How to use a burger press

Few things beat the Great British burger. Whether you use pork, beef or lamb; stack your patties single, double (or even triple); add cheese, leave out lettuce, keep your sauce on the side – they’re a firm family favourite. And with good reason. Summertime would hardly be the same without that BBQ smell wafting through back gardens and in windows.

But burgers are hard to get right. We’ve all looked on forlornly as our seemingly perfect patty crumbled on the grill, or stuck stubbornly to the bottom of the pan. Or worse - ended up with a golf ball-shaped wad of meat that just won’t cook in the middle. To get the best results every time, you need a Zyliss burger press. Good BBQ days are just too rare and too special to risk getting it wrong.

Sure, you could opt for shop-bought. But where’s the fun in that? Burgers are a quick and easy way to get creative with your cooking – and you can get the kids involved, too. Making burgers at home gives you more control over the quality of ingredients you feed your family, and means you can tailor things exactly to their tastes. 

Do you need to use a burger press?

For perfectly round, perfectly even, perfectly cooked burgers, a burger press is your best friend. Using a burger press makes it much easier to create uniform shapes with evenly distributed ingredients. As anyone who’s tried it will attest, getting that classic patty shape is harder than it looks. Though you might start off strong, you soon find yourself with six lop-sided lumps, each with slightly too little mince, or too much onion (or both). 

Not only does it not look appetising, it won’t cook well, either. Hand-pressed burgers tend to contain more air pockets, which is why they often fall apart as soon as they’re in the pan. A burger press squeezes out all the excess air so you avoid that unpredictability – and the potential disappointment that comes with it.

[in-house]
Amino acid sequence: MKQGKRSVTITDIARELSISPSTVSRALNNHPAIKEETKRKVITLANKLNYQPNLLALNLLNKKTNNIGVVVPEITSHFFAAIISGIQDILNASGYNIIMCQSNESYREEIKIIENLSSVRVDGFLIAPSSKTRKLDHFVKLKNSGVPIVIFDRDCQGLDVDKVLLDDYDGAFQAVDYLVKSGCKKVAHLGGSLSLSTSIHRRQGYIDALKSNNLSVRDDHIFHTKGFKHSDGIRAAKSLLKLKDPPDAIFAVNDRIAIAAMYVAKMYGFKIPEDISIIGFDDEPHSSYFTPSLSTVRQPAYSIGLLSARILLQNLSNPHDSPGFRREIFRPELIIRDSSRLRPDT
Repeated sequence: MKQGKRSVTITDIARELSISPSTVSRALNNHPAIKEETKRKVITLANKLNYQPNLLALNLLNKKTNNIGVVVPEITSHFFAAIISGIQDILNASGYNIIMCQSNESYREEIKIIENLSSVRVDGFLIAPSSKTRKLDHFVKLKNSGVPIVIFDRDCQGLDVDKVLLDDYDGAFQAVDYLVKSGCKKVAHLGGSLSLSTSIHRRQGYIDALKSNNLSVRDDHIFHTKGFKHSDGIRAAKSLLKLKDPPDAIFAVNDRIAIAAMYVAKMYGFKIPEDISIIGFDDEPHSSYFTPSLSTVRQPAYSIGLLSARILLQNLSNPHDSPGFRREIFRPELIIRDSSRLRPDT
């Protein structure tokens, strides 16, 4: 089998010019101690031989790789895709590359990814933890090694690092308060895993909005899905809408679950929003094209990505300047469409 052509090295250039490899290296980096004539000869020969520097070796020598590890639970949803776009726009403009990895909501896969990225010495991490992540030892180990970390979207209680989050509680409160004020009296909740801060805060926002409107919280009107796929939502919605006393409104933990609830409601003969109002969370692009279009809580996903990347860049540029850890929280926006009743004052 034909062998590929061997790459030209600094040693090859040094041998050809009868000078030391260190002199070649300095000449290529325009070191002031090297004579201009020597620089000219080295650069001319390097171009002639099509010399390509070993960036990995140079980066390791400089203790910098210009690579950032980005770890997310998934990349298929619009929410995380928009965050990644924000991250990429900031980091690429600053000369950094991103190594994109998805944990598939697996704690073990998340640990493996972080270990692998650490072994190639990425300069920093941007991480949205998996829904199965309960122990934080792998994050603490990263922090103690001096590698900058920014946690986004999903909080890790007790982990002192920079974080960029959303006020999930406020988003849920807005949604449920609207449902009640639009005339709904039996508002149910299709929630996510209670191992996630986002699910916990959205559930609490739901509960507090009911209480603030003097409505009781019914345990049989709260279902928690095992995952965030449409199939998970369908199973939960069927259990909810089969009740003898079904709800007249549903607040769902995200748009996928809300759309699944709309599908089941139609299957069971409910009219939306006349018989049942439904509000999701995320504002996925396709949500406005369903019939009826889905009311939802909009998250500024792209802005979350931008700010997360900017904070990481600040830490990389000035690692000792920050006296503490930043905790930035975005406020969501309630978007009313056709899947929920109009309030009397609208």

They cut a lot of the mess out of cooking, too. No more rolling raw meat with your bare hands, breadcrumbs scattered all over the surfaces. A burger press lets you cleanly create the shape you want, and transfer it directly to the grill or pan hands-free. For anyone cooking with kids, it’s a godsend.

How to use a burger press

Using a burger press is quick and easy. The only tricky part will be convincing your guests that they’re not shop-bought.

For the best results, there’s no substitute for good ingredients. Start with your mince: ideally, it should have a fat content of at least 20% or higher to make sure it holds together well. It helps if it’s really cold, so keep it in the fridge until you’re ready to start building your burger.

Then, mix in whatever other ingredients you like. Onion, garlic and lots of seasoning are a must, but you can experiment here. Perhaps you like a mix of meats for the best flavour profile, or have a secret stash of spices in the cupboard you’ve been waiting to try out. Whatever you choose to chuck in, make sure it’s as finely chopped as possible. Breadcrumbs and a beaten egg will help hold it all together.

Once you’ve got your perfect combination, it’s time to transfer the mixture to the burger press. Spoon it into the base (how much you use will depend on how hungry you are), press down lightly with the lid, and twist. Hey presto! You’ve got the perfect patty. Pull out the base to transfer the burger to the pan or grill, and cook as usual.

How to stop the burgers from sticking to the burger press 

To get your burgers from press to pan in one piece, it’s important to use a non-stick burger press. A lightly textured surface will keep your mixture from clinging and you can add a little water to the base to give it a helping hand, too. 

If you’re really worried, you can pop a piece of greaseproof paper into your burger press – but with the right tools, you shouldn’t need it. And remember to be gentle! Making burgers is a work of love – you only need to press down lightly.

So, there you have it. Ready to win the neighbourhood battle of the BBQs this summer? A Zyliss burger press could be your secret weapon.


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